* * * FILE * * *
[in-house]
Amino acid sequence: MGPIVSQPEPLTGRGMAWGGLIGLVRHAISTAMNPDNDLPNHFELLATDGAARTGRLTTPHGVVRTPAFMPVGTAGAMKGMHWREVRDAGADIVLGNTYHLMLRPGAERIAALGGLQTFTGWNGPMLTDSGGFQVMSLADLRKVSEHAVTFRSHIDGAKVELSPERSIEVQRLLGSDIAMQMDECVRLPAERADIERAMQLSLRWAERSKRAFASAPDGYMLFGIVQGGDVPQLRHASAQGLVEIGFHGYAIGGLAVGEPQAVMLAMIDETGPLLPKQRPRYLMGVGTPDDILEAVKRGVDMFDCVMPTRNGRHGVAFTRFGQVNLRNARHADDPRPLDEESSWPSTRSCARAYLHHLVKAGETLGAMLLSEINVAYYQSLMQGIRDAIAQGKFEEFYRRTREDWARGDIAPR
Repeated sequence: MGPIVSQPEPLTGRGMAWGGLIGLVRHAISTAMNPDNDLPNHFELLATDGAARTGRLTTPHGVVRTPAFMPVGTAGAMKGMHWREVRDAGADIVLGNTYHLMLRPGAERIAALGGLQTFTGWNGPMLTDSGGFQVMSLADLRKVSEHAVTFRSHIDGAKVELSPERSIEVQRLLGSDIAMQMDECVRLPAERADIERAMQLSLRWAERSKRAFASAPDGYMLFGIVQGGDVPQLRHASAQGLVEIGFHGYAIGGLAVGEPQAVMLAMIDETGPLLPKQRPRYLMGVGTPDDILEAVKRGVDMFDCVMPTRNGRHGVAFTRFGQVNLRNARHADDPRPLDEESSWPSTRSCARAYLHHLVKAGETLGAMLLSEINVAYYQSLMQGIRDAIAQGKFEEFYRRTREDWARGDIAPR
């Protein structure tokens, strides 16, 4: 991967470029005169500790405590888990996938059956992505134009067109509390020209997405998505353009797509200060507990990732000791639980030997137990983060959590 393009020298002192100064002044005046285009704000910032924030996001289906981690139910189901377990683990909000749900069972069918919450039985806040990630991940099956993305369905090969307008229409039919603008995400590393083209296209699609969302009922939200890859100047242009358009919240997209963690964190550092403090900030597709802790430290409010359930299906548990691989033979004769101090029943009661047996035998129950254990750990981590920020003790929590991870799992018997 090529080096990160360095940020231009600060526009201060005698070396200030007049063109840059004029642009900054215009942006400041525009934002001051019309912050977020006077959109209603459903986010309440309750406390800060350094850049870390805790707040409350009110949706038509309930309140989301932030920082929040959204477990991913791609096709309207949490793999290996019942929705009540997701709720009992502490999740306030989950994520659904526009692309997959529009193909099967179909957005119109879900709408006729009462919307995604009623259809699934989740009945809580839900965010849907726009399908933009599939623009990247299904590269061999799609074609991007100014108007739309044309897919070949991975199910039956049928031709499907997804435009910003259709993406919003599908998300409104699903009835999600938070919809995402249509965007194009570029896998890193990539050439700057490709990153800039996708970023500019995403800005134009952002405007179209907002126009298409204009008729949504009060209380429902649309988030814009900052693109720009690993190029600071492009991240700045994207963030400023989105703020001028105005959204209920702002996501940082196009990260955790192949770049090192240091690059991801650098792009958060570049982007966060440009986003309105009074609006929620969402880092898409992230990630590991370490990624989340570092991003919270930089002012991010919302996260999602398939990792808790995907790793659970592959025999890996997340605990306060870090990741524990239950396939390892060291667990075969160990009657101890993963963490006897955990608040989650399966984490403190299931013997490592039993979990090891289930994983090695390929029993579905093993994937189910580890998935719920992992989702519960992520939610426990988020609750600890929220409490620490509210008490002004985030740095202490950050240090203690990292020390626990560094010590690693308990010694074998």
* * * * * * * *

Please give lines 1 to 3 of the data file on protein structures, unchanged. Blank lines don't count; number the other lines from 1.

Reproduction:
[in-house]
Amino acid sequence: MGPIVSQPEPLTGRGMAWGGLIGLVRHAISTAMNPDNDLPNHFELLATDGAARTGRLTTPHGVVRTPAFMPVGTAGAMKGMHWREVRDAGADIVLGNTYHLMLRPGAERIAALGGLQTFTGWNGPMLTDSGGFQVMSLADLRKVSEHAVTFRSHIDGAKVELSPERSIEVQRLLGSDIAMQMDECVRLPAERADIERAMQLSLRWAERSKRAFASAPDGYMLFGIVQGGDVPQLRHASAQGLVEIGFHGYAIGGLAVGEPQAVMLAMIDETGPLLPKQRPRYLMGVGTPDDILEAVKRGVDMFDCVMPTRNGRHGVAFTRFGQVNLRNARHADDPRPLDEESSWPSTRSCARAYLHHLVKAGETLGAMLLSEINVAYYQSLMQGIRDAIAQGKFEEFYRRTREDWARGDIAPR
Repeated sequence: MGPIVSQPEPLTGRGMAWGGLIGLVRHAISTAMNPDNDLPNHFELLATDGAARTGRLTTPHGVVRTPAFMPVGTAGAMKGMHWREVRDAGADIVLGNTYHLMLRPGAERIAALGGLQTFTGWNGPMLTDSGGFQVMSLADLRKVSEHAVTFRSHIDGAKVELSPERSIEVQRLLGSDIAMQMDECVRLPAERADIERAMQLSLRWAERSKRAFASAPDGYMLFGIVQGGDVPQLRHASAQGLVEIGFHGYAIGGLAVGEPQAVMLAMIDETGPLLPKQRPRYLMGVGTPDDILEAVKRGVDMFDCVMPTRNGRHGVAFTRFGQVNLRNARHADDPRPLDEESSWPSTRSCARAYLHHLVKAGETLGAMLLSEINVAYYQSLMQGIRDAIAQGKFEEFYRRTREDWARGDIAPR